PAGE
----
What’s Your Diagnosis? Management of Pediatric Transplant Patients in the Emergency Department
September 16, 2021
Posted by Andy Jagoda MD in: What's Your Diagnosis , trackback
Welcome to this month’s What’s Your Diagnosis Challenge!
But before we begin, check to see if you got last month’s case on Terrestrial Envenomations in Pediatric Patients: Identification and Management in the Emergency Department right.
Case Presentation: Management of Pediatric Transplant Patients in the Emergency Department
An 11-year-old boy who received a heart transplant 8 months ago presents to the ED for evaluation of fever…
- He has had a mild cough and rhinorrhea for the past 2 days and developed a fever to 38°C this morning. He received his heart transplant for hypoplastic left heart syndrome and has been doing well on his maintenance immunosuppression medications. He sees his transplant physician every 2 months and has had no complications. There are no sick contacts at home, but the child does attend school.
- Given the boy’s history of transplantation, he was triaged as a high-acuity case. His vital signs are: temperature, 38.6°C; heart rate, 185 beats/min; respiratory rate, 25 breaths/min; blood pressure, 105/82 mm Hg; oxygen saturation, 95% on room air. On physical examination, you note crackles at the lung bases bilaterally.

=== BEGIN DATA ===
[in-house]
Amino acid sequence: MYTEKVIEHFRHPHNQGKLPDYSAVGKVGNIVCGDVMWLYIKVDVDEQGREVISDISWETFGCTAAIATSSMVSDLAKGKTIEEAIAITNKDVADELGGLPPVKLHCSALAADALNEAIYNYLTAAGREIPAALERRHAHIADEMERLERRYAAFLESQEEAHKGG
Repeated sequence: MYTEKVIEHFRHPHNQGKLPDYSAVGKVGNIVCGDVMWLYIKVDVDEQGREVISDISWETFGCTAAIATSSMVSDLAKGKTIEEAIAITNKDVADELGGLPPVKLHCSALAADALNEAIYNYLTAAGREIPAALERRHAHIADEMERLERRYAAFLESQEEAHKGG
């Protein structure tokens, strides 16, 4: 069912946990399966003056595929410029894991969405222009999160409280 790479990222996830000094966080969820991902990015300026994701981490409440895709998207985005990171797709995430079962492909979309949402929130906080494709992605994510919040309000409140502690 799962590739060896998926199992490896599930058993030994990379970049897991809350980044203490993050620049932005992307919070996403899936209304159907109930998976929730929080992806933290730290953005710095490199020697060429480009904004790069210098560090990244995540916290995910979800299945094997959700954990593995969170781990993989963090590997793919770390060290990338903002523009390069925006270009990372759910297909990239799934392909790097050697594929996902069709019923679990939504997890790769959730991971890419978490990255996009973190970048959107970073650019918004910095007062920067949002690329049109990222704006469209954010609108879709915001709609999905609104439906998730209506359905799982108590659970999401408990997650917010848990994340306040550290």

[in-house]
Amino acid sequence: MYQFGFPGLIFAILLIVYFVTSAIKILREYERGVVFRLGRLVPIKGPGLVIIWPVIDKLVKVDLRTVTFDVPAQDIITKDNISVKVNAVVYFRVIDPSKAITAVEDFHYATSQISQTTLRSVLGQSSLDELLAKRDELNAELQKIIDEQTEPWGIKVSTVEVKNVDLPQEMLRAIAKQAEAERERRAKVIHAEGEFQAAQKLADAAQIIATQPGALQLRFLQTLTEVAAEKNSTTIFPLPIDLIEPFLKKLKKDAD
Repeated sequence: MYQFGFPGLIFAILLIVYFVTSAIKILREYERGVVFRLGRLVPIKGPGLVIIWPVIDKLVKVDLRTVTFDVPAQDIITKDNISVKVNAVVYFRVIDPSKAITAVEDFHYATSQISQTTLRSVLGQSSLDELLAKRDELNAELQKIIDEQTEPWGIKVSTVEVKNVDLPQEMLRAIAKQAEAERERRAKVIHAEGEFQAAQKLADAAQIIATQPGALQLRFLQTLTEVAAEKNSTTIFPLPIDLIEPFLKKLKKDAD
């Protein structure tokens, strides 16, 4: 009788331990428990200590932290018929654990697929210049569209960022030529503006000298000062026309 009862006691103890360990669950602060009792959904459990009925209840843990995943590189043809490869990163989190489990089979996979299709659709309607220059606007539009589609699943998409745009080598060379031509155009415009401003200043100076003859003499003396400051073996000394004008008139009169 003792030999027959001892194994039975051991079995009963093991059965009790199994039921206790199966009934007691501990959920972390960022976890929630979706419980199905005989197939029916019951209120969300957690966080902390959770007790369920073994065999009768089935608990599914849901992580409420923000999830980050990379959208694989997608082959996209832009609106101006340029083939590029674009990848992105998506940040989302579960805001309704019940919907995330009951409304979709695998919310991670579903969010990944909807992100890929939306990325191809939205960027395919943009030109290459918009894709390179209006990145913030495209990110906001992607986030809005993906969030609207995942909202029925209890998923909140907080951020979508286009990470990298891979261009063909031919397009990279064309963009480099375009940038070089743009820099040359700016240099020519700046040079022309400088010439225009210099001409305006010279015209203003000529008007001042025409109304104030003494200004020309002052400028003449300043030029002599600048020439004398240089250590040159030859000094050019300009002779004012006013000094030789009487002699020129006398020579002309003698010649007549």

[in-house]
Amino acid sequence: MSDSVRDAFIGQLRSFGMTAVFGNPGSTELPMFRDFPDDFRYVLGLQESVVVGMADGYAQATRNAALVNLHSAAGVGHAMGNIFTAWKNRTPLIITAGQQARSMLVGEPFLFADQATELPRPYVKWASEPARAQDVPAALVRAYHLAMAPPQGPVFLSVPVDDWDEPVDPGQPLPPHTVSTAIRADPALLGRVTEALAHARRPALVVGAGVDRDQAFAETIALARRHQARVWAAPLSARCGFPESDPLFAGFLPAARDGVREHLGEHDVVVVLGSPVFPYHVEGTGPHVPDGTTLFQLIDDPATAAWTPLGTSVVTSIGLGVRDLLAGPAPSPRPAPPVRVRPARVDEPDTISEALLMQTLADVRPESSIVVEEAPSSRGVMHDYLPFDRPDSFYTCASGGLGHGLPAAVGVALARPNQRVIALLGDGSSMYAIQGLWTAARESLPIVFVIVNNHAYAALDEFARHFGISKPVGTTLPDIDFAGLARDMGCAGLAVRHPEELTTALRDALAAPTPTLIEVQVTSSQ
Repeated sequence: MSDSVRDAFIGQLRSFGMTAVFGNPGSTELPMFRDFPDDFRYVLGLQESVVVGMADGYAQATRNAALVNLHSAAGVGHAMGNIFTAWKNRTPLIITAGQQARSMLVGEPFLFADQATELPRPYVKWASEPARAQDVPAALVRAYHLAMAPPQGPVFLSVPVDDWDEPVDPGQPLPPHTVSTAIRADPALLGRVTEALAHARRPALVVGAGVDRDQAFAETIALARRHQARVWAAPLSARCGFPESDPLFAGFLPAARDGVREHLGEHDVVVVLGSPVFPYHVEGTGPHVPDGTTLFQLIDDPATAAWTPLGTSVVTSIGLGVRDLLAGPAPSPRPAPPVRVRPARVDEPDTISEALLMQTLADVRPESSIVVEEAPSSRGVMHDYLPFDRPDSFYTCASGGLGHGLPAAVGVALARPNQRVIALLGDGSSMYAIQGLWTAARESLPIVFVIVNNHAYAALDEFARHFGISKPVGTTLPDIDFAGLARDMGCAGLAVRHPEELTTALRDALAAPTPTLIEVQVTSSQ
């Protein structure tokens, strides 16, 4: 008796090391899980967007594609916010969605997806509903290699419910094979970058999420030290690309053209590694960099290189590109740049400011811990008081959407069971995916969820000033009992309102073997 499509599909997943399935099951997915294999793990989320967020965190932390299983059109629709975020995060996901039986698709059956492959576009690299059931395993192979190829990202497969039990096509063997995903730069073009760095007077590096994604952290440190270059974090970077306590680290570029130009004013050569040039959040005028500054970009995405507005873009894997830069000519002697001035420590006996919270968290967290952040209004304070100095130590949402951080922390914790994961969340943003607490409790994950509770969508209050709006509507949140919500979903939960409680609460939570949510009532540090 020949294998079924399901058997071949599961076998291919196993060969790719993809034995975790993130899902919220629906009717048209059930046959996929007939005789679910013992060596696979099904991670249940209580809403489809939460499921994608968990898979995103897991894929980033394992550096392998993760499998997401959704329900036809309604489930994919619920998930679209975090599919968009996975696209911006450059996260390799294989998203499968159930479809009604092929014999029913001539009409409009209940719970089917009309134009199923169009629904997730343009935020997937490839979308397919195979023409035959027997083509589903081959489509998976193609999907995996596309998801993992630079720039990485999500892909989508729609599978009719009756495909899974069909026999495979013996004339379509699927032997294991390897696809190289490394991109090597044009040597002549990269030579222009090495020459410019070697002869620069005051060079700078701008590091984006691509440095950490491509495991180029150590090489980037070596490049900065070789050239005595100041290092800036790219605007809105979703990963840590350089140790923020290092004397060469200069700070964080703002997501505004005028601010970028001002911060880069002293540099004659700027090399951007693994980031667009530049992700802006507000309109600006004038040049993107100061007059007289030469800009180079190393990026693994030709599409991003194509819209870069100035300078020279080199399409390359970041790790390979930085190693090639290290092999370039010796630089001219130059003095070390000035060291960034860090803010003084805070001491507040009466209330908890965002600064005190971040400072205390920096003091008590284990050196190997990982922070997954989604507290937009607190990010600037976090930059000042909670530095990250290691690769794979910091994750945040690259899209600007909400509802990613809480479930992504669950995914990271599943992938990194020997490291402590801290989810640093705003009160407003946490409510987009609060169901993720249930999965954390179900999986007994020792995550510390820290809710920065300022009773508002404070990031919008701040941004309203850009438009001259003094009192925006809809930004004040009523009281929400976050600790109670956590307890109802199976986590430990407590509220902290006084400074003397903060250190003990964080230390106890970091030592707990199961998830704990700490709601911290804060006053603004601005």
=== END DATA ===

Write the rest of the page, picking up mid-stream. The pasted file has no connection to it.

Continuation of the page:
- Knowing this patient is immunocompromised, you are worried about a lower respiratory tract infection, but you are also concerned this could be an episode of acute rejection manifesting as early congestive heart failure. As you consider the possible diagnoses, you think about your next steps. Which laboratory tests would be most helpful? Which antibiotics does he need? Should corticosteroids be started to treat possible rejection?
You obtained a CBC, CMP, urinalysis, blood culture, fungal culture, urine culture, CMV PCR, EBV PCR, and BNP. After the lab studies were drawn, he was given IV vancomycin and cefepime for broad-spectrum antimicrobial coverage. Given the crackles on his examination, you did not immediately give IV fluids. Although he was tachycardic, it was likely exacerbated by his fever, and his blood pressure was stable. You obtained an ECG, which showed a right bundle branch block, though it appeared to be consistent with his previous ECG from 2 months ago. You ordered a chest radiograph that showed bilateral pleural effusions.
The laboratory results returned and showed an elevated BNP and leukocytosis. With these findings, you determined it was most likely that his symptoms were due to acute rejection rather than a lower respiratory tract infection. Prior to initiating any further treatment, you called the patient’s transplant physician, who recommended admission to the cardiac intensive care unit for an urgent echocardiogram and high-dose corticosteroid treatment for likely acute graft rejection.
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